Deployed behind fellow U23 superstar, Harry Kane, Dele Alli has redefined himself as a ‘shadow striker’ of sorts. Drifting into the gaps between midfield and defence, the final third has become Dele Alli’s permanent home; the penalty area his pool-house.
So impressive has Dele Alli been — for which the rampant and well-drilled Spurs side he plays in must be given credit — he now finds himself operating in an almost identical role for the England national team. Partnered alongside Adam Lallana and behind Jamie Vardy in England’s recent friendly against Germany, Dele was awarded Man of the Match for his incisive attacking runs and posing the most threat to Ter Stegen’s goal, even if he was guilty of spurning good chances to make a breakthrough for Gareth Southgate’s side.
Against Lithuania, a far less ominous opposition, a switch to a version of 4-2-3-1 did not seem to have a notable impact on his position and intent during the game. An unorthodox #10, Dele Alli is not judged on his ability to create chances for others through passing and more conventional playmaking methods. Instead, he is encouraged to ghost into space either to receive the ball in the most dangerous position possible or create it for his teammates to move into. At 20, it is bold to say he has mastered it — and perhaps even wrong to — but there is no doubt he excels beyond any other Premier League player. His talent is unique.
Or so I thought.
Returning to the star of the evening, and of this article, Ruben Loftus-Cheek has all the credentials to replicate Dele Alli’s success in what is a relatively new, or at least rare role in Premier League football. What Dele Alli possesses in guile, intelligence and movement, the mental side of the game; Ruben Loftus-Cheek matches with his physicality, his strength, speed and power. And vice-versa.
Whilst Dele Alli has a super human footballing brain, Ruben Loftus-Cheek is simply a super human.
The similarities between the two are nonetheless apparent. Incredible technical ability, stature and killer first touch: all these qualities lend themselves to thriving in the final third and that is where both players are best. Despite being more than capable of playing in midfield — Dele showcased that throughout the 2015/16 season — the further up the pitch they go, the more dangerous an opponent they become.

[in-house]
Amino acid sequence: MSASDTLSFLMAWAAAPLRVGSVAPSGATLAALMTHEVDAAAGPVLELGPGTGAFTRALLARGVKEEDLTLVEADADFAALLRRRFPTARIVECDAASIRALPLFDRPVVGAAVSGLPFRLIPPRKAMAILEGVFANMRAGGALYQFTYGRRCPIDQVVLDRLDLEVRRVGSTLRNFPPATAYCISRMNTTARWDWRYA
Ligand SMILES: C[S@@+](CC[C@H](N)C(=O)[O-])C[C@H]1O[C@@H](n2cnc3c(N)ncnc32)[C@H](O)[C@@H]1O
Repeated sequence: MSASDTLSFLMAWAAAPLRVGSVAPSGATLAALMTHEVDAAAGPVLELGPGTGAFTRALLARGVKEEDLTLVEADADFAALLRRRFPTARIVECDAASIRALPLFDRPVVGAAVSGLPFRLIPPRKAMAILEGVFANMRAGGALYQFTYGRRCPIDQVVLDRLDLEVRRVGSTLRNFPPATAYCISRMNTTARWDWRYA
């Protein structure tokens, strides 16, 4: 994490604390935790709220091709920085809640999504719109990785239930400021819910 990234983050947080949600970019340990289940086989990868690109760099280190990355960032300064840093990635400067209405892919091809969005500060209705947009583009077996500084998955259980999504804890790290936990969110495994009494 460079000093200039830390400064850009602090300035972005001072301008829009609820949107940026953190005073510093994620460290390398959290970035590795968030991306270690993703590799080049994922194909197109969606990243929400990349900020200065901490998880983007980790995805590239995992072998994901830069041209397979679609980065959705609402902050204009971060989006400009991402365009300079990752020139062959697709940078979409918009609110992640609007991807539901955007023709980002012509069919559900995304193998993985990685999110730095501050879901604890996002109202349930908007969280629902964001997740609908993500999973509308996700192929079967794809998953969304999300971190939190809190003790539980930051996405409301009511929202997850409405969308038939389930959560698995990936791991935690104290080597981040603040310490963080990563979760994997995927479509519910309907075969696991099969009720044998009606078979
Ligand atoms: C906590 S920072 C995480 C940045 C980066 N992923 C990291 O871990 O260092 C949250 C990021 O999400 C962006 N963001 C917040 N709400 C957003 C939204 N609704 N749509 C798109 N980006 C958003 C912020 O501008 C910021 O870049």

It’s worth noting here that, as manager of the U21s, Gareth Southgate even used Ruben Loftus-Cheek as a centre-forward at times. Stationed in between two quick, pacey wide-men, the Chelsea man was required to hold the ball up, link play between midfield and the wingers beside him and, first and foremost, carry a goalscoring threat. The fact he has scored 6 goals in his last 5 starts for the England U21s is testament to his ability to do so.
The only looming question that remains is whether, like Dele Alli, this titanic talent can make the step up and perform in the same imposing manner as he so often does for the U21s. He may be far too good for his age group — he has been since he was 18 — but that does not necessarily translate smoothly into senior level.
He has all the base attributes to try and match Dele Alli. If he is able to apply himself in the same way, then not only will he then flourish in Chelsea’s original version of the in-vogue 3-4-2-1, but we could very well start to see him playing alongside Dele Alli in what is fast-becoming a very exciting England side, led by a manager who knows the country’s young talent better than anyone.
A future attacking trident of Dele Alli, Ruben Loftus-Cheek and Harry Kane is the stuff of dreams. Based on tonight’s performance, I certainly want it to become a reality.
By Jake Entwistle